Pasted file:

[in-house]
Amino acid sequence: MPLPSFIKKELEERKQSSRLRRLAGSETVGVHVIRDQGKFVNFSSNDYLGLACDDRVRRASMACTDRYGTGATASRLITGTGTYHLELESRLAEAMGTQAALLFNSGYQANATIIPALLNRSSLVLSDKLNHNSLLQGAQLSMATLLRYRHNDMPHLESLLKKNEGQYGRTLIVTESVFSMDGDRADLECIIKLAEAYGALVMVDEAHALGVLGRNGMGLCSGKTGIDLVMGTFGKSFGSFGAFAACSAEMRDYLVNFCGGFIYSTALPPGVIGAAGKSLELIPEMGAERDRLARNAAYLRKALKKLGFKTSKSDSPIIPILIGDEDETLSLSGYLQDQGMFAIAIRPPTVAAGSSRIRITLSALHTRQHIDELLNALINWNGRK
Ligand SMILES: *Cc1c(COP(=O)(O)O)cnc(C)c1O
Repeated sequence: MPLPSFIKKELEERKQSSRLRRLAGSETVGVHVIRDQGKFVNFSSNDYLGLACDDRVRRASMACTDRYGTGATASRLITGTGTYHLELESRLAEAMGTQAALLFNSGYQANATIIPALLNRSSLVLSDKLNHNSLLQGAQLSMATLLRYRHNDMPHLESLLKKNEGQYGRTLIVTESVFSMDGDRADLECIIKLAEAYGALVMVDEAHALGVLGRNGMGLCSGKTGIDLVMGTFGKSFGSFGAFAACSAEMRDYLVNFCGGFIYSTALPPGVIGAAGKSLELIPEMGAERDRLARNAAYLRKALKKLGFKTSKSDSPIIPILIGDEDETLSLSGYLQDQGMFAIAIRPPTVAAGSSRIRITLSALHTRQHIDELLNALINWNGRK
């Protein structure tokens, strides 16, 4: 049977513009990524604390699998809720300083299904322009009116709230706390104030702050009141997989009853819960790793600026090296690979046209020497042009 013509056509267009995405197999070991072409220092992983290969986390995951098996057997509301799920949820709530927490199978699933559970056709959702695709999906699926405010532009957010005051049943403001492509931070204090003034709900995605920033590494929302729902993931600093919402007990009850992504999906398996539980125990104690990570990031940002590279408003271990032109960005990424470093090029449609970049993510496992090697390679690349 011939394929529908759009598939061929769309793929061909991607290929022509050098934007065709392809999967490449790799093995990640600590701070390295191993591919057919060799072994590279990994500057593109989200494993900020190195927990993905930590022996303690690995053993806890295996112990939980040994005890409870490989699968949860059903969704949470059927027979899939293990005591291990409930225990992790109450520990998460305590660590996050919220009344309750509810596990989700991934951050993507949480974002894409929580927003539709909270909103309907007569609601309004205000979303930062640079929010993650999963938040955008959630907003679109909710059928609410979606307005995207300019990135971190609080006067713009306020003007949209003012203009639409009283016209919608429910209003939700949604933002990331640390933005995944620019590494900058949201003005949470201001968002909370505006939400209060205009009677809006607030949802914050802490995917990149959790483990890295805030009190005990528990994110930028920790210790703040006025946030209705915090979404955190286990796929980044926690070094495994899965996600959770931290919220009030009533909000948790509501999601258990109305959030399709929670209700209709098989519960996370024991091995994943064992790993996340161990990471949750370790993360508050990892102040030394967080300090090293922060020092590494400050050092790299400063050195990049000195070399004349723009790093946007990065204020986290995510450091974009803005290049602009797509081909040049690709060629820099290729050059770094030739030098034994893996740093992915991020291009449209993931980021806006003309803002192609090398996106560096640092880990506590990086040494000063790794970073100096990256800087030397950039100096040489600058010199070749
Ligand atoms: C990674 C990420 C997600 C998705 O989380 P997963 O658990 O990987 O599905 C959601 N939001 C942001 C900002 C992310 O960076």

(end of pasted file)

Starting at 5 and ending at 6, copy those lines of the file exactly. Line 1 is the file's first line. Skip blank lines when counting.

């Protein structure tokens, strides 16, 4: 049977513009990524604390699998809720300083299904322009009116709230706390104030702050009141997989009853819960790793600026090296690979046209020497042009 013509056509267009995405197999070991072409220092992983290969986390995951098996057997509301799920949820709530927490199978699933559970056709959702695709999906699926405010532009957010005051049943403001492509931070204090003034709900995605920033590494929302729902993931600093919402007990009850992504999906398996539980125990104690990570990031940002590279408003271990032109960005990424470093090029449609970049993510496992090697390679690349 011939394929529908759009598939061929769309793929061909991607290929022509050098934007065709392809999967490449790799093995990640600590701070390295191993591919057919060799072994590279990994500057593109989200494993900020190195927990993905930590022996303690690995053993806890295996112990939980040994005890409870490989699968949860059903969704949470059927027979899939293990005591291990409930225990992790109450520990998460305590660590996050919220009344309750509810596990989700991934951050993507949480974002894409929580927003539709909270909103309907007569609601309004205000979303930062640079929010993650999963938040955008959630907003679109909710059928609410979606307005995207300019990135971190609080006067713009306020003007949209003012203009639409009283016209919608429910209003939700949604933002990331640390933005995944620019590494900058949201003005949470201001968002909370505006939400209060205009009677809006607030949802914050802490995917990149959790483990890295805030009190005990528990994110930028920790210790703040006025946030209705915090979404955190286990796929980044926690070094495994899965996600959770931290919220009030009533909000948790509501999601258990109305959030399709929670209700209709098989519960996370024991091995994943064992790993996340161990990471949750370790993360508050990892102040030394967080300090090293922060020092590494400050050092790299400063050195990049000195070399004349723009790093946007990065204020986290995510450091974009803005290049602009797509081909040049690709060629820099290729050059770094030739030098034994893996740093992915991020291009449209993931980021806006003309803002192609090398996106560096640092880990506590990086040494000063790794970073100096990256800087030397950039100096040489600058010199070749
Ligand atoms: C990674 C990420 C997600 C998705 O989380 P997963 O658990 O990987 O599905 C959601 N939001 C942001 C900002 C992310 O960076």